Iª q. 7 a. 4 co. Respondeo dicendum quod circa hoc fuit duplex opinio. Quidam enim, sicut Avicenna et Algazel, dixerunt quod impossibile est esse multitudinem actu infinitam per se, sed infinitam per accidens multitudinem esse, non est impossibile. Dicitur enim multitudo esse infinita per se, quando requiritur ad aliquid ut multitudo infinita sit. Et hoc est impossibile esse, quia sic oporteret quod aliquid dependeret ex infinitis; unde eius generatio nunquam compleretur, cum non sit infinita pertransire. Per accidens autem dicitur multitudo infinita, quando non requiritur ad aliquid infinitas multitudinis, sed accidit ita esse. Et hoc sic manifestari potest in operatione fabri, ad quam quaedam multitudo requiritur per se, scilicet quod sit ars in anima, et manus movens, et martellus. Et si haec in infinitum multiplicarentur, nunquam opus fabrile compleretur, quia dependeret ex infinitis causis. Sed multitudo martellorum quae accidit ex hoc quod unum frangitur et accipitur aliud, est multitudo per accidens, accidit enim quod multis martellis operetur; et nihil differt utrum uno vel duobus vel pluribus operetur, vel infinitis, si infinito tempore operaretur. Per hunc igitur modum, posuerunt quod possibile est esse actu multitudinem infinitam per accidens. Sed hoc est impossibile. Quia omnem multitudinem oportet esse in aliqua specie multitudinis. Species autem multitudinis sunt secundum species numerorum. Nulla autem species numeri est infinita, quia quilibet numerus est multitudo mensurata per unum. Unde impossibile est esse multitudinem infinitam actu, sive per se, sive per accidens. Item, multitudo in rerum natura existens est creata, et omne creatum sub aliqua certa intentione creantis comprehenditur, non enim in vanum agens aliquod operatur. Unde necesse est quod sub certo numero omnia creata comprehendantur. Impossibile est ergo esse multitudinem infinitam in actu, etiam per accidens. Sed esse multitudinem infinitam in potentia, possibile est. Quia augmentum multitudinis consequitur divisionem magnitudinis, quanto enim aliquid plus dividitur, tanto plura secundum numerum resultant. Unde, sicut infinitum invenitur in potentia in divisione continui, quia proceditur ad materiam, ut supra ostensum est; eadem ratione etiam infinitum invenitur in potentia in additione multitudinis.
I answer that, A twofold opinion exists on this subject. Some, as Avicenna and Algazel, said that it was impossible for an actually infinite multitude to exist absolutely; but that an accidentally infinite multitude was not impossible. A multitude is said to be infinite absolutely, when an infinite multitude is necessary that something may exist. Now this is impossible; because it would entail something dependent on an infinity for its existence; and hence its generation could never come to be, because it is impossible to pass through an infinite medium. A multitude is said to be accidentally infinite when its existence as such is not necessary, but accidental. This can be shown, for example, in the work of a carpenter requiring a certain absolute multitude; namely, art in the soul, the movement of the hand, and a hammer; and supposing that such things were infinitely multiplied, the carpentering work would never be finished, forasmuch as it would depend on an infinite number of causes. But the multitude of hammers, inasmuch as one may be broken and another used, is an accidental multitude; for it happens by accident that many hammers are used, and it matters little whether one or two, or many are used, or an infinite number, if the work is carried on for an infinite time. In this way they said that there can be an accidentally infinite multitude. This, however, is impossible; since every kind of multitude must belong to a species of multitude. Now the species of multitude are to be reckoned by the species of numbers. But no species of number is infinite; for every number is multitude measured by one. Hence it is impossible for there to be an actually infinite multitude, either absolute or accidental. Likewise multitude in nature is created; and everything created is comprehended under some clear intention of the Creator; for no agent acts aimlessly. Hence everything created must be comprehended in a certain number. Therefore it is impossible for an actually infinite multitude to exist, even accidentally. But a potentially infinite multitude is possible; because the increase of multitude follows upon the division of magnitude; since the more a thing is divided, the greater number of things result. Hence, as the infinite is to be found potentially in the division of the continuous, because we thus approach matter, as was shown in the preceding article, by the same rule, the infinite can be also found potentially in the addition of multitude.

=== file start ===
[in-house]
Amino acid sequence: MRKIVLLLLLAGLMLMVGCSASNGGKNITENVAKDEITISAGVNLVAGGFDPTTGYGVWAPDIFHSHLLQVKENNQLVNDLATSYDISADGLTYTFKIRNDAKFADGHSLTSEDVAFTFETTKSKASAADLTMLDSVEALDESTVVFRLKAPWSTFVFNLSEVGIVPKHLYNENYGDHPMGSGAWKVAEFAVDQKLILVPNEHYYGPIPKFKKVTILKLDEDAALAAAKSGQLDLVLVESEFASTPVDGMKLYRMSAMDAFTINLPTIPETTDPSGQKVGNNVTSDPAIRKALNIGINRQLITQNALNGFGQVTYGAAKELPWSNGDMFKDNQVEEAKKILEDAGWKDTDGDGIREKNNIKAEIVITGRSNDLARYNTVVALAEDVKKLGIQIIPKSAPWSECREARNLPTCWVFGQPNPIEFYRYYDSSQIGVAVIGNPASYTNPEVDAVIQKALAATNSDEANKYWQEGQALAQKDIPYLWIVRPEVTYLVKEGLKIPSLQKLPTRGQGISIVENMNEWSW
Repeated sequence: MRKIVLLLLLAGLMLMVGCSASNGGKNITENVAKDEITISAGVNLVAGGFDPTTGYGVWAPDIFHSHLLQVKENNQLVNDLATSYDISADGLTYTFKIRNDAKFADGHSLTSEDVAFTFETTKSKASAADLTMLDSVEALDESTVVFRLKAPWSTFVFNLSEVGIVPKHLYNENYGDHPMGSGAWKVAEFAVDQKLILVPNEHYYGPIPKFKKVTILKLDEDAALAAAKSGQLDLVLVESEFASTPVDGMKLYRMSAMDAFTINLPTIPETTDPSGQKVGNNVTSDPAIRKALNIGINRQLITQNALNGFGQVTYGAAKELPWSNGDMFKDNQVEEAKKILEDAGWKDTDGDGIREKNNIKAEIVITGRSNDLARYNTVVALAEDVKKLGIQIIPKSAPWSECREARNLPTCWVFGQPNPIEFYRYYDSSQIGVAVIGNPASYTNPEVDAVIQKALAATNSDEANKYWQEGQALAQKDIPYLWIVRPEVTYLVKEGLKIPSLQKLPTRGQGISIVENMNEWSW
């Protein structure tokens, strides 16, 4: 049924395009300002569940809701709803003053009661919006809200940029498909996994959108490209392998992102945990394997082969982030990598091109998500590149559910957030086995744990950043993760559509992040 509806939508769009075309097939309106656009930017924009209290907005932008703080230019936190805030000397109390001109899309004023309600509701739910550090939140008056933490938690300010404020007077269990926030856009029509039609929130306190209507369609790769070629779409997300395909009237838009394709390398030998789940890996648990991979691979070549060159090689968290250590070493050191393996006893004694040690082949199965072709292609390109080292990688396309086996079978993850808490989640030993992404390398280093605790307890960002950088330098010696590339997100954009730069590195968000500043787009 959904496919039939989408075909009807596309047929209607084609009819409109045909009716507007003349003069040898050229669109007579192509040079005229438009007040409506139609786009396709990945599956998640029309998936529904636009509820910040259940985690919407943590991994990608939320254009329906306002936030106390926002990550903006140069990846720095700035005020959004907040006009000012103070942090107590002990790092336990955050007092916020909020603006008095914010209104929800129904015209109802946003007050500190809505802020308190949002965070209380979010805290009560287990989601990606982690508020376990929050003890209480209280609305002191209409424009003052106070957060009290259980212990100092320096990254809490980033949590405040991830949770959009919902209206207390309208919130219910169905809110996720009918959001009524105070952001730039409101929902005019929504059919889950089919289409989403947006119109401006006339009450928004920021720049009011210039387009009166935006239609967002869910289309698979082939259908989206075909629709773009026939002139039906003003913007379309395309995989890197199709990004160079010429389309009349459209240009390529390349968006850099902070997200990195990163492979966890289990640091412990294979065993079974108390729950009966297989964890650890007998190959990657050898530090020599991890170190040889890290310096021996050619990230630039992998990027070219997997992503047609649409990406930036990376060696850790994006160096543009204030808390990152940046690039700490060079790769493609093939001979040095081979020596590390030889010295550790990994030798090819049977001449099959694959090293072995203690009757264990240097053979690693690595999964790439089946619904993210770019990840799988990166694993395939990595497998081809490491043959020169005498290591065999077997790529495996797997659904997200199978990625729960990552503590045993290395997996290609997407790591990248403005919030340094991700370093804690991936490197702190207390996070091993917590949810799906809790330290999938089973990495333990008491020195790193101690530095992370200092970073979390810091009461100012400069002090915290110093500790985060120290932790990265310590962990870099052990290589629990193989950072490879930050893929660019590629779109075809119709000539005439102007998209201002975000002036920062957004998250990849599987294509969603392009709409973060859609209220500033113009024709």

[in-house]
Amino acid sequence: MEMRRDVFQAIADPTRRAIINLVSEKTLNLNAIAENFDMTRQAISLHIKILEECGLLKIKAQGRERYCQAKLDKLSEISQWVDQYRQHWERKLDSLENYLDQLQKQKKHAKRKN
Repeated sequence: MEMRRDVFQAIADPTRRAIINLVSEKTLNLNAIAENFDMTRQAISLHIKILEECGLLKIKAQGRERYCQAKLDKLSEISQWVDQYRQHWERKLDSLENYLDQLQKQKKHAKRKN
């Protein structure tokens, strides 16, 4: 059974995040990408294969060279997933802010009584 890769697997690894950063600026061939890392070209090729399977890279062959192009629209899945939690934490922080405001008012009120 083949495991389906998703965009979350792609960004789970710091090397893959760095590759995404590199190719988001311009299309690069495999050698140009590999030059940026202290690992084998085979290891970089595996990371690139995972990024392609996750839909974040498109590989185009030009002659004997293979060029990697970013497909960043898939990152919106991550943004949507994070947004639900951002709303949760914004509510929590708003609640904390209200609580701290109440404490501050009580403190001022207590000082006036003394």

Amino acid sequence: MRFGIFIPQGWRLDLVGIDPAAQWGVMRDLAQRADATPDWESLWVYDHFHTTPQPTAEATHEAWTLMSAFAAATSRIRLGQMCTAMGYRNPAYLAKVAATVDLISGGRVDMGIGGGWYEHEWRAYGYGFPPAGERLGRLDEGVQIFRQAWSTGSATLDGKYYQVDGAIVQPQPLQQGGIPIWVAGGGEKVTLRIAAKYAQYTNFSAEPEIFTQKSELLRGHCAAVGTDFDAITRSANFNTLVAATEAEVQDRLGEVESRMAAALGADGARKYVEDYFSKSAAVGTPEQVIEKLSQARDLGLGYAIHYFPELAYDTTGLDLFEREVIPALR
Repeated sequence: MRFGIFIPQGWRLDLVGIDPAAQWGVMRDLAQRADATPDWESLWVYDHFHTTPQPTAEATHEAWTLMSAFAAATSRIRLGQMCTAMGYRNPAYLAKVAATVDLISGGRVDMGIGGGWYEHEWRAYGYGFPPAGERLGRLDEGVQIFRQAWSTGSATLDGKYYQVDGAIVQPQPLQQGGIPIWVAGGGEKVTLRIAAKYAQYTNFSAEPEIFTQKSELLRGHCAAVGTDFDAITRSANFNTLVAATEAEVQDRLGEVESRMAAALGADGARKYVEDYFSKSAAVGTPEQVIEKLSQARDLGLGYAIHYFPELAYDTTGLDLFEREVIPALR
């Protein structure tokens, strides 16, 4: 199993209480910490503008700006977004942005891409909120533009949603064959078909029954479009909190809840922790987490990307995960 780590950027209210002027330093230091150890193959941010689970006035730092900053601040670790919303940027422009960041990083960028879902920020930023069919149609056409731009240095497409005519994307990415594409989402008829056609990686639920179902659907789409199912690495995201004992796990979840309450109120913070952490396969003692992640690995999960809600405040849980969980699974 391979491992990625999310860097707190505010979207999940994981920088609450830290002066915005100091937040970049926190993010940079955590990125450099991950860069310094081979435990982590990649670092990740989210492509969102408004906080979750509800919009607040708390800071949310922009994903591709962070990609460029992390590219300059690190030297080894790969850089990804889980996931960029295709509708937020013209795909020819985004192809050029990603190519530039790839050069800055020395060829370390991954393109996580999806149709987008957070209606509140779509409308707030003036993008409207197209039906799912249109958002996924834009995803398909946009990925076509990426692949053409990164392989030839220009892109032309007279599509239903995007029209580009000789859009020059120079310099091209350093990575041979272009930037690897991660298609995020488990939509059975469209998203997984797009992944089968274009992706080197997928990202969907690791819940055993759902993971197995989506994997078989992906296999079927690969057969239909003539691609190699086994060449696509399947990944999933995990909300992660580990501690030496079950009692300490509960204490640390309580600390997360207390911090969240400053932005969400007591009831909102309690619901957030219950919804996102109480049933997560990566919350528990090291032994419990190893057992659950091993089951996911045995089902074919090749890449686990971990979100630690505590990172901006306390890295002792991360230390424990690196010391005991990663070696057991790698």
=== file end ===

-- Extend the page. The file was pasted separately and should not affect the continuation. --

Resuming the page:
Iª q. 7 a. 4 ad 1 Ad primum ergo dicendum quod unumquodque quod est in potentia, reducitur in actum secundum modum sui esse, dies enim non reducitur in actum ut sit tota simul, sed successive. Et similiter infinitum multitudinis non reducitur in actum ut sit totum simul, sed successive, quia post quamlibet multitudinem, potest sumi alia multitudo in infinitum.
Reply to Objection 1. Every potentiality is made actual according to its mode of being; for instance, a day is reduced to act successively, and not all at once. Likewise the infinite in multitude is reduced to act successively, and not all at once; because every multitude can be succeeded by another multitude to infinity.
Iª q. 7 a. 4 ad 2 Ad secundum dicendum quod species figurarum habent infinitatem ex infinitate numeri, sunt enim species figurarum, trilaterum, quadrilaterum, et sic inde. Unde, sicut multitudo infinita numerabilis non reducitur in actum quod sit tota simul, ita nec multitudo figurarum.
Reply to Objection 2. Species of figures are infinite by infinitude of number. Now there are various species of figures, such as trilateral, quadrilateral and so on; and as an infinitely numerable multitude is not all at once reduced to act, so neither is the multitude of figures.
Iª q. 7 a. 4 ad 3 Ad tertium dicendum quod, licet, quibusdam positis, alia poni non sit eis oppositum; tamen infinita poni opponitur cuilibet speciei multitudinis. Unde non est possibile esse aliquam multitudinem actu infinitam.
Reply to Objection 3. Although the supposition of some things does not preclude the supposition of others, still the supposition of an infinite number is opposed to any single species of multitude. Hence it is not possible for an actually infinite multitude to exist.